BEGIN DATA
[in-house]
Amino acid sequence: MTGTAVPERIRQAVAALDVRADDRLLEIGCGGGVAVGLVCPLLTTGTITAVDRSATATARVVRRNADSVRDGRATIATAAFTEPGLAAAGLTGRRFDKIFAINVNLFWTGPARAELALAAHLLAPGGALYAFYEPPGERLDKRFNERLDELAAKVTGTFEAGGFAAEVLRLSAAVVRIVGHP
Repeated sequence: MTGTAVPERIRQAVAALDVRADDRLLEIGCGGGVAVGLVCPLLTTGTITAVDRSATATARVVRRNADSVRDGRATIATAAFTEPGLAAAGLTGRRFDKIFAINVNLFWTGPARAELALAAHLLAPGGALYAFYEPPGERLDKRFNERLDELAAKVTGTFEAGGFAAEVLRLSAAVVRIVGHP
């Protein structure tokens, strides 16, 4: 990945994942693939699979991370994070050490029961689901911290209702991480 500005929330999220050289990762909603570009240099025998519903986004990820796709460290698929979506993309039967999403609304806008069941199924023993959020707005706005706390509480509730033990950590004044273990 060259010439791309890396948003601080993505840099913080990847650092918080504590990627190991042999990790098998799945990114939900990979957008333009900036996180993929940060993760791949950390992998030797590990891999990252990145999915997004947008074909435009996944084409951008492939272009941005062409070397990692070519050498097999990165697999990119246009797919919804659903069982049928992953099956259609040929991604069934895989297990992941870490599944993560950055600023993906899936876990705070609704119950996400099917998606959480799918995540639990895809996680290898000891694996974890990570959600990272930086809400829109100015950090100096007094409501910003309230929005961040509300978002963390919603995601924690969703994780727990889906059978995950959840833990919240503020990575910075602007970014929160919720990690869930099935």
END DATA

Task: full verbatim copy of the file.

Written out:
[in-house]
Amino acid sequence: MTGTAVPERIRQAVAALDVRADDRLLEIGCGGGVAVGLVCPLLTTGTITAVDRSATATARVVRRNADSVRDGRATIATAAFTEPGLAAAGLTGRRFDKIFAINVNLFWTGPARAELALAAHLLAPGGALYAFYEPPGERLDKRFNERLDELAAKVTGTFEAGGFAAEVLRLSAAVVRIVGHP
Repeated sequence: MTGTAVPERIRQAVAALDVRADDRLLEIGCGGGVAVGLVCPLLTTGTITAVDRSATATARVVRRNADSVRDGRATIATAAFTEPGLAAAGLTGRRFDKIFAINVNLFWTGPARAELALAAHLLAPGGALYAFYEPPGERLDKRFNERLDELAAKVTGTFEAGGFAAEVLRLSAAVVRIVGHP
């Protein structure tokens, strides 16, 4: 990945994942693939699979991370994070050490029961689901911290209702991480 500005929330999220050289990762909603570009240099025998519903986004990820796709460290698929979506993309039967999403609304806008069941199924023993959020707005706005706390509480509730033990950590004044273990 060259010439791309890396948003601080993505840099913080990847650092918080504590990627190991042999990790098998799945990114939900990979957008333009900036996180993929940060993760791949950390992998030797590990891999990252990145999915997004947008074909435009996944084409951008492939272009941005062409070397990692070519050498097999990165697999990119246009797919919804659903069982049928992953099956259609040929991604069934895989297990992941870490599944993560950055600023993906899936876990705070609704119950996400099917998606959480799918995540639990895809996680290898000891694996974890990570959600990272930086809400829109100015950090100096007094409501910003309230929005961040509300978002963390919603995601924690969703994780727990889906059978995950959840833990919240503020990575910075602007970014929160919720990690869930099935």